I'm getting tired of seeing other so-called "developers" pretend like they know what it means to be a real developer. Not only are most of them not the fifth album by the indie rock band Silkworm, most of them have never even heard of the indie rock band Silkworm!
And that's just the tip of the iceberg.
I've entered into discussions with "developers" on reputable sites well known for their intellectual discourse such as Twitter and Facebook and found that these "developers" were entirely unable to convert latent images into visible images via chemical reactions. These days, whenever I see "developer" in someone's profile, I immediately think "fake news".
What's worse is that this complete disregard for words and their meanings appears to be pervasive throughout the industry. In what I can only describe as a gross breach of professional etiquette, my own colleagues have admitted that they had neither built on land, nor altered the use of existing buildings for new purposes (to think, I trusted you!).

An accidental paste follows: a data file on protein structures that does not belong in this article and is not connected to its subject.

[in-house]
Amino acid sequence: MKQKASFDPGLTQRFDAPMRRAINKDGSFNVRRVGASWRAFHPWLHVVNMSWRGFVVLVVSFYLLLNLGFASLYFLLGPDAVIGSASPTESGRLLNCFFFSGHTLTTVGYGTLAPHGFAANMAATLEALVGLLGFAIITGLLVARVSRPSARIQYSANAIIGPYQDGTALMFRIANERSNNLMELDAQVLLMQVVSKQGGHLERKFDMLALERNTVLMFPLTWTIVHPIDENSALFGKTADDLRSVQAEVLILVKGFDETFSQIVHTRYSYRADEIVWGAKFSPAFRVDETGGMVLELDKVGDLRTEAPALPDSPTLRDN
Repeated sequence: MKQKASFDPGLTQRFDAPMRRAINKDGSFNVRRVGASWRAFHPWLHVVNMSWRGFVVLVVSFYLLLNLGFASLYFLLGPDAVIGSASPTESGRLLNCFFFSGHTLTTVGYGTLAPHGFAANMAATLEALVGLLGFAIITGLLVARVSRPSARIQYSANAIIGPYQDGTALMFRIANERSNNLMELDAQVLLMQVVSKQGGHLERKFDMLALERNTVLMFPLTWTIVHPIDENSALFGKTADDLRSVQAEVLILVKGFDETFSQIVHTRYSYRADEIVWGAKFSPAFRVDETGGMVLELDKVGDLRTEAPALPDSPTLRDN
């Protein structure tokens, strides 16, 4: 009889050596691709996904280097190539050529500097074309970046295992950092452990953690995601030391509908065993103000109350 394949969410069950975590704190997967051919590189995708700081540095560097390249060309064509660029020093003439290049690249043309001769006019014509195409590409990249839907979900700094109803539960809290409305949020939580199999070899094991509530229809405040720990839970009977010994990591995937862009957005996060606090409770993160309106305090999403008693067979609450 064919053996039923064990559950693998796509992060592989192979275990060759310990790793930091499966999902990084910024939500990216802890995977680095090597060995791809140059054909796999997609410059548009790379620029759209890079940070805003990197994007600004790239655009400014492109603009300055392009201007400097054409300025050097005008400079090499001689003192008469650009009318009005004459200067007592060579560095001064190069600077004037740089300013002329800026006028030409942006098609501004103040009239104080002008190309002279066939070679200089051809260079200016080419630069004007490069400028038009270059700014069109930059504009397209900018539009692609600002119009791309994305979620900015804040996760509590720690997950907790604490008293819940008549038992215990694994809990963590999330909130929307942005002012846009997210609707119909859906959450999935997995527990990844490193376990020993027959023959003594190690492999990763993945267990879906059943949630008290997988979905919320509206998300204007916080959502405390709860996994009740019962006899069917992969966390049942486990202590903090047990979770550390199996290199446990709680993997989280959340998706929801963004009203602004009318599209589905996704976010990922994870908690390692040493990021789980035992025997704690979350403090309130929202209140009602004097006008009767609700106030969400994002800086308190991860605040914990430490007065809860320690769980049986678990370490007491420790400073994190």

Fortunately, there is hope.
Of the many "developers" out there, a few have actually written programs for computers.
Sometimes it's a much-needed to-do list app. Other times it's a GUI interface in Visual Basic to track an IP address.
These few proud individuals slave away at what can only be described as one of the most tedious tasks in existance: authoring automating actions.
These "programs" are designed specifically to instruct a hunk of silicon—a veritable rock which we've blasted with lightning in order to trick it into thinking—to do…whatever it is that the developer told it to do.
These are the real developers.
If you happen to be a real developer and you see someone claiming otherwise, please feel free to send them this handy flow chart that I made. Chances are pretty good that they've never even heard of Silkworm, so what do they know about being a real developer?